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Title: Novel mathematical approaches to CT image analysis in asthma
Author: Bell, Alexander J.
ISNI:       0000 0004 8498 1570
Awarding Body: University of Leicester
Current Institution: University of Leicester
Date of Award: 2019
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Asthma is a complex respiratory disease characterised by spatial ventilation heterogeneity (VH) in the lung. Multiple breath washout (MBW) and forced oscillation technique (FOT) testing has been shown to quantify VH at the mouth. Methods to provide fresh insight into the mechanisms driving VH are urgently needed to support treatment development. Computed tomography (CT) with parametric response map (PRM) analysis provides spatial and functional lung data. Integrated data sets of imaging features and VH markers present the problem of extracting meaningful information from high dimensional objects; topological data analysis (TDA) has demonstrated recent success in solving this problem. In this thesis topological methods are applied to extract information about lung anatomy and function from imaging data to study association with VH in innately high dimensional integrated data sets. It was sought to describe the spatial distributions of voxel based metrics, visualise the lungs using TDA methods, and combine PRM with simulated airway tree models to improve computational modelling of FOT. Data was obtained from a clinical trial involving 52 subjects, 41 asthmatic (11 healthy). An algorithm was developed to quantify directional Hounsfield unit change (ΔHU) gradients. TDA was applied to integrated data sets and voxel sets with measures of airway tree depth. FOT modelling was augmented with ΔHU about simulated acinar airways. Inferior-to-superior ΔHU gradient best differentiated VH markers. Visualisations of the lungs illustrated gradient reversal and increased heterogeneity in ΔHU in asthmatics. FOT modelling using ΔHU parameterisation showed increased correlation between clinically measured and simulated FOT small airway resistance (R5-R20). In this thesis additional insight is presented into mechanisms affecting VH markers derived from MBW and FOT. Topological methods to analyse imaging data were developed and implemented, including workflows to visualise the lungs and lung function. Linking simulated airway tree geometry with ΔHU showed improvement in FOT modelling.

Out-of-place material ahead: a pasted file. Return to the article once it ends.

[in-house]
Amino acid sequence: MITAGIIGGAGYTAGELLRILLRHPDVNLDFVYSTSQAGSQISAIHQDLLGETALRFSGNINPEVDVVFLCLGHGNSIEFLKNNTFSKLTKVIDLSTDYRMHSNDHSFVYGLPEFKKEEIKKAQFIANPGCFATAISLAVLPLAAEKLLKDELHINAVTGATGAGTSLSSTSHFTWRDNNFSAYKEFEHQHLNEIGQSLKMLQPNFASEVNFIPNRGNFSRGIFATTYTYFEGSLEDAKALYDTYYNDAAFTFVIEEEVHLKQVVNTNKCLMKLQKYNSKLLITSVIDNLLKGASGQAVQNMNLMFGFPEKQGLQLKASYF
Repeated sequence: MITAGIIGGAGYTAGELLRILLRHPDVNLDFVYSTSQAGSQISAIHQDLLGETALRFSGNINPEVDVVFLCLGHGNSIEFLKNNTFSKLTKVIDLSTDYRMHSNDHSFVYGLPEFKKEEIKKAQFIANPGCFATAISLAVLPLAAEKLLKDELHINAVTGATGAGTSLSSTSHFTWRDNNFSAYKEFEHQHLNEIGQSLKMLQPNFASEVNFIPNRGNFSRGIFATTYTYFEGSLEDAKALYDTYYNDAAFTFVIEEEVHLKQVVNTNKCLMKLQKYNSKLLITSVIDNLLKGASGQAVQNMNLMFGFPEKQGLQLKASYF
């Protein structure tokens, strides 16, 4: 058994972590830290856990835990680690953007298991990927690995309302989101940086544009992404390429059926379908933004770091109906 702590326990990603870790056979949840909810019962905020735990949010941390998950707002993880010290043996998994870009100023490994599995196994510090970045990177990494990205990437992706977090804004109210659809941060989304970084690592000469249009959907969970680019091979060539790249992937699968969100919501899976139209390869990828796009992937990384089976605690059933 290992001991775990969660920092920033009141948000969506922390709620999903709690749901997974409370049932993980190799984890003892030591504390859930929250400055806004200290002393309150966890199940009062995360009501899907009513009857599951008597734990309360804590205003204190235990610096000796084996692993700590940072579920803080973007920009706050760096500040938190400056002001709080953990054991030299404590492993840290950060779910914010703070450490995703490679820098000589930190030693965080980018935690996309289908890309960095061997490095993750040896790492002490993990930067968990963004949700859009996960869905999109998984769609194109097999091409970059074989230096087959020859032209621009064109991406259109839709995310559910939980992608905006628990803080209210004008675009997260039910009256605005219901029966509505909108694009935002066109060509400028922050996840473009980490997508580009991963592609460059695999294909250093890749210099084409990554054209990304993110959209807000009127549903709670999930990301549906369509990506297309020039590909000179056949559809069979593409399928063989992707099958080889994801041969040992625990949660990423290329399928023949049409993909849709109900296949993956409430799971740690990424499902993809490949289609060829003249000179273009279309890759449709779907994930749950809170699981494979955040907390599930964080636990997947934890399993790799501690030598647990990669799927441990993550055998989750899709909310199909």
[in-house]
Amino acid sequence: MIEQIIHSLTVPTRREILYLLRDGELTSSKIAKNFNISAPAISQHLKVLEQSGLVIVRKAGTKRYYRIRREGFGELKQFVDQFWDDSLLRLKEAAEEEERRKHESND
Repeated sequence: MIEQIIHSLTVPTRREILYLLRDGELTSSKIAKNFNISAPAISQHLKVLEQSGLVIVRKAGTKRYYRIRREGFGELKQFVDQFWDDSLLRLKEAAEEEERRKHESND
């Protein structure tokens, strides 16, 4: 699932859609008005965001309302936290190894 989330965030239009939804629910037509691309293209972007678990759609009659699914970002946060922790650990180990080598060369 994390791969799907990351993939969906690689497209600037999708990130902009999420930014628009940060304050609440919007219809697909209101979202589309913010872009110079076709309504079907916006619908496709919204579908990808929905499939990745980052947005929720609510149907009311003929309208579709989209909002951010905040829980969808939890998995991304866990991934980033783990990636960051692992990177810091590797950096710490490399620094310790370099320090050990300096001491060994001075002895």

Supervisor: Not available Sponsor: Not available
Qualification Name: Thesis (Ph.D.) Qualification Level: Doctoral
Keywords: Thesis ; CT ; Image analysis ; Computed tomography ; Asthma